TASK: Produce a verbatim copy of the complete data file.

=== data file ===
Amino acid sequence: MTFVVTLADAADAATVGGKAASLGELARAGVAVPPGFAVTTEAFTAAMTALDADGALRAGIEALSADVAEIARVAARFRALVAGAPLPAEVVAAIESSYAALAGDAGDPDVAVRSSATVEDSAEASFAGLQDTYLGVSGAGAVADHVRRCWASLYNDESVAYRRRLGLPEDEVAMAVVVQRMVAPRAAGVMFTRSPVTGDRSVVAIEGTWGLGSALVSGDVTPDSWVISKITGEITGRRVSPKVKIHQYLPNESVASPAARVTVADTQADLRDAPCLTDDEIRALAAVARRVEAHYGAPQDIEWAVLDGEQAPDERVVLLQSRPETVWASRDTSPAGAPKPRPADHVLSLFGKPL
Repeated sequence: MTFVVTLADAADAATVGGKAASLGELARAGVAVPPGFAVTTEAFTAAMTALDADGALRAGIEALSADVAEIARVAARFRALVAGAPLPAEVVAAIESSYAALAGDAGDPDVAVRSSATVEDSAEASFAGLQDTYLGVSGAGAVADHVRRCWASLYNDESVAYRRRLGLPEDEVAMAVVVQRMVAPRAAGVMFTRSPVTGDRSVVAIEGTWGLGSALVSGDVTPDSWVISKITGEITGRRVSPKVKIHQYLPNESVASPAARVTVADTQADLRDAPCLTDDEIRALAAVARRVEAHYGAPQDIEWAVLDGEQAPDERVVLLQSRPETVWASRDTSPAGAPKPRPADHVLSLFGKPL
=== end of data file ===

Amino acid sequence: MTFVVTLADAADAATVGGKAASLGELARAGVAVPPGFAVTTEAFTAAMTALDADGALRAGIEALSADVAEIARVAARFRALVAGAPLPAEVVAAIESSYAALAGDAGDPDVAVRSSATVEDSAEASFAGLQDTYLGVSGAGAVADHVRRCWASLYNDESVAYRRRLGLPEDEVAMAVVVQRMVAPRAAGVMFTRSPVTGDRSVVAIEGTWGLGSALVSGDVTPDSWVISKITGEITGRRVSPKVKIHQYLPNESVASPAARVTVADTQADLRDAPCLTDDEIRALAAVARRVEAHYGAPQDIEWAVLDGEQAPDERVVLLQSRPETVWASRDTSPAGAPKPRPADHVLSLFGKPL
Repeated sequence: MTFVVTLADAADAATVGGKAASLGELARAGVAVPPGFAVTTEAFTAAMTALDADGALRAGIEALSADVAEIARVAARFRALVAGAPLPAEVVAAIESSYAALAGDAGDPDVAVRSSATVEDSAEASFAGLQDTYLGVSGAGAVADHVRRCWASLYNDESVAYRRRLGLPEDEVAMAVVVQRMVAPRAAGVMFTRSPVTGDRSVVAIEGTWGLGSALVSGDVTPDSWVISKITGEITGRRVSPKVKIHQYLPNESVASPAARVTVADTQADLRDAPCLTDDEIRALAAVARRVEAHYGAPQDIEWAVLDGEQAPDERVVLLQSRPETVWASRDTSPAGAPKPRPADHVLSLFGKPL